It's not a One-to-One Relationship, Either

Music is subjective, so there aren't any "right answers" here for what chord goes with what melody. That doesn't mean that there's no pattern, but it does mean that the patterns are associations and not rules. If you take a melody out of context, you can't determine exactly what the corresponding chord symbol would be. You can try to predict it, and the musical context of the piece helps tremendously with that, but there are many ways to harmonize a melody (or write a melody for a given harmony).

Is a melody sufficient to prescribe a chord symbol?

Two Notes is Not Enough*

when only F and Eb notes are present, is it safe to write F7 on top of the bar?

Nope. Although F7 may be a common option, there are a lot of chords that could have an F and Eb played over them. As a creative exercise, lets try to imagine those two notes on top of all 12 bass notes:

  • C - With C as the bass, we have the minor 3rd and perfect 4th, so Cm11 and related chords come to mind.
  • Db - Now Eb and F are our major 2nd and major 3rd, so Dbmaj9, Db9, Dbadd2, and any other valid configurations.
  • D - Eb is our minor 2nd which in common popular music scenarios appears with dominant chords, and F is the minor 3rd, so let's call these the flat 9th and sharp ninth and make some D altered sounds (D7b9#9, others).
  • Eb - Any Eb chord that has the 9th or 2nd.
  • E - This one's tough. Exercise for the reader!
  • F - Any F seventh chord will work, either dominant or minor.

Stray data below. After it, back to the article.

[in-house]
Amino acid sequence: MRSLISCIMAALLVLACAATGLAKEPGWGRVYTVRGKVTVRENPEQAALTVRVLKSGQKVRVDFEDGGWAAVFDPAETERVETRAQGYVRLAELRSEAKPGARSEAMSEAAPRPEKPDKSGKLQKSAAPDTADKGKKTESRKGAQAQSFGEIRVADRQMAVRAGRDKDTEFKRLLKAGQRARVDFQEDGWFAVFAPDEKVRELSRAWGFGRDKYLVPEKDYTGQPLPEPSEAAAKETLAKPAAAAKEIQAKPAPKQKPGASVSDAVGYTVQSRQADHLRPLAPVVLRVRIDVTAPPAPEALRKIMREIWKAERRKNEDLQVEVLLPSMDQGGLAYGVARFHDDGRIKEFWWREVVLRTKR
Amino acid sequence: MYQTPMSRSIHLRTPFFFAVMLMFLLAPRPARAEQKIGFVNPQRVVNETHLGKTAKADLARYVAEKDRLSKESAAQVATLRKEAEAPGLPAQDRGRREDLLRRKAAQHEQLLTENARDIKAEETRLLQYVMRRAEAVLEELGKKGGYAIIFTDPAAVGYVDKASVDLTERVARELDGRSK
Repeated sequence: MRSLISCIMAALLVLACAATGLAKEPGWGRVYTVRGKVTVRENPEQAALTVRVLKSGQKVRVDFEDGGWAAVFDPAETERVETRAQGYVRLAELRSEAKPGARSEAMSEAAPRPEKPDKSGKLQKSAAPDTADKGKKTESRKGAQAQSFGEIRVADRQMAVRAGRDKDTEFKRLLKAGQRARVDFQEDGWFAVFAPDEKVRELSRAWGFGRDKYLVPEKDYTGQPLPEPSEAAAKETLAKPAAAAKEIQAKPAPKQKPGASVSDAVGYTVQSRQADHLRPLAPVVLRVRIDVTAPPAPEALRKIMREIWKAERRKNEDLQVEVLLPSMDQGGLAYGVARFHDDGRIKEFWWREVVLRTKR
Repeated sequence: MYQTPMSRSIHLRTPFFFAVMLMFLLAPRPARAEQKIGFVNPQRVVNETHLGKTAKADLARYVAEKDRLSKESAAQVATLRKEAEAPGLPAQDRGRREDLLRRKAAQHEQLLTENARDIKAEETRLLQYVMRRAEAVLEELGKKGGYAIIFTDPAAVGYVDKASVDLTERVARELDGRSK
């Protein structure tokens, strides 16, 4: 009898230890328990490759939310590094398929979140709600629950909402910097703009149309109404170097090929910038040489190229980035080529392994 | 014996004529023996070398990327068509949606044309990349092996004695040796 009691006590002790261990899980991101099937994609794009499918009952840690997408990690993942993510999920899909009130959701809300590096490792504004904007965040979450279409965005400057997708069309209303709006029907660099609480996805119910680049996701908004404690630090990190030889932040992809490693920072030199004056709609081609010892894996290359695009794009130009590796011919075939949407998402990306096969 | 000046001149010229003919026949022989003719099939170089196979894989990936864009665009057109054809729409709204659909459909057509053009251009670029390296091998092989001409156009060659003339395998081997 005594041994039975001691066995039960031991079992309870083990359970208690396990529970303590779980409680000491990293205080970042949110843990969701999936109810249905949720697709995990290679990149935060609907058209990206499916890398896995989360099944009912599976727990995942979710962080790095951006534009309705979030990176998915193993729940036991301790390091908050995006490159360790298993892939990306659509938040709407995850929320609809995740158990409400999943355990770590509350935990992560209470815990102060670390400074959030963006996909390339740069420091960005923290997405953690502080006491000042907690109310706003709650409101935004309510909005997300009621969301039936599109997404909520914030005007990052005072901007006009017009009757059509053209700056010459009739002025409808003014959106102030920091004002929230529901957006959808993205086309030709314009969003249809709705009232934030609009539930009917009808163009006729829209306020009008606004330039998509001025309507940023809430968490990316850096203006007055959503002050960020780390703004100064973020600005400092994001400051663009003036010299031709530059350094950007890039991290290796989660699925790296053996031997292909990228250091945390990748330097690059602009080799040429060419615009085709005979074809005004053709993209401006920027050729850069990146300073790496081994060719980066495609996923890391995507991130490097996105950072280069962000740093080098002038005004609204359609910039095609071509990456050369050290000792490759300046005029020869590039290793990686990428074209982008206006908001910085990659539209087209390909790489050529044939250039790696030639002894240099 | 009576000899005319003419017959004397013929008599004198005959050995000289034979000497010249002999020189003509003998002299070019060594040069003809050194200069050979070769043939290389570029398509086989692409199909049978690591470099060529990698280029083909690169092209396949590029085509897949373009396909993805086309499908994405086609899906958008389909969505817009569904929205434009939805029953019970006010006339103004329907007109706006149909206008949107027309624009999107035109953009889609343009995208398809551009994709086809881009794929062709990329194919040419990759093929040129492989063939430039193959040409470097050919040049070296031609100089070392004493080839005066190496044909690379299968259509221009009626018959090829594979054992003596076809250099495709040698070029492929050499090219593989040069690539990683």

• Gb - Eb is the major 6th, F is the major 7th, so Gb major- or lydian-type chords work.
  • G - Minor 6th, minor 7th, so aeolian chords fit.
  • Ab - P5 and M6, so Ab6 is the easiest one to call out.
  • A - d5 and m6, so A altered sounds like A7b5b13.
  • Bb - P4, P5 means any suspended sound like Bbsus and its extensions, or minor 11th chords.
  • B - M3, A4 suggests lydian or B7b5.

*We only used 2 notes here, but a creative reharmonizer could do this with a melody of pretty much any number of notes.

The Above List was a Tiny Subset of the Possibilities

Keep in mind here that I only listed one option for each bass note, and this is assuming that the melody has to be part of the chord, which is absolutely not the case in real life. Did I mention this assumes both notes are within the same chord? That's a big assumption. And this is just in a context of mostly popular music usage, so there are practically infinitely many ways that the Eb and F could be harmonized.

What are some practical takeaways for more causal-setting music notation?

Since that Wasn't Righttm, here's what Chord Symbols Actually Mean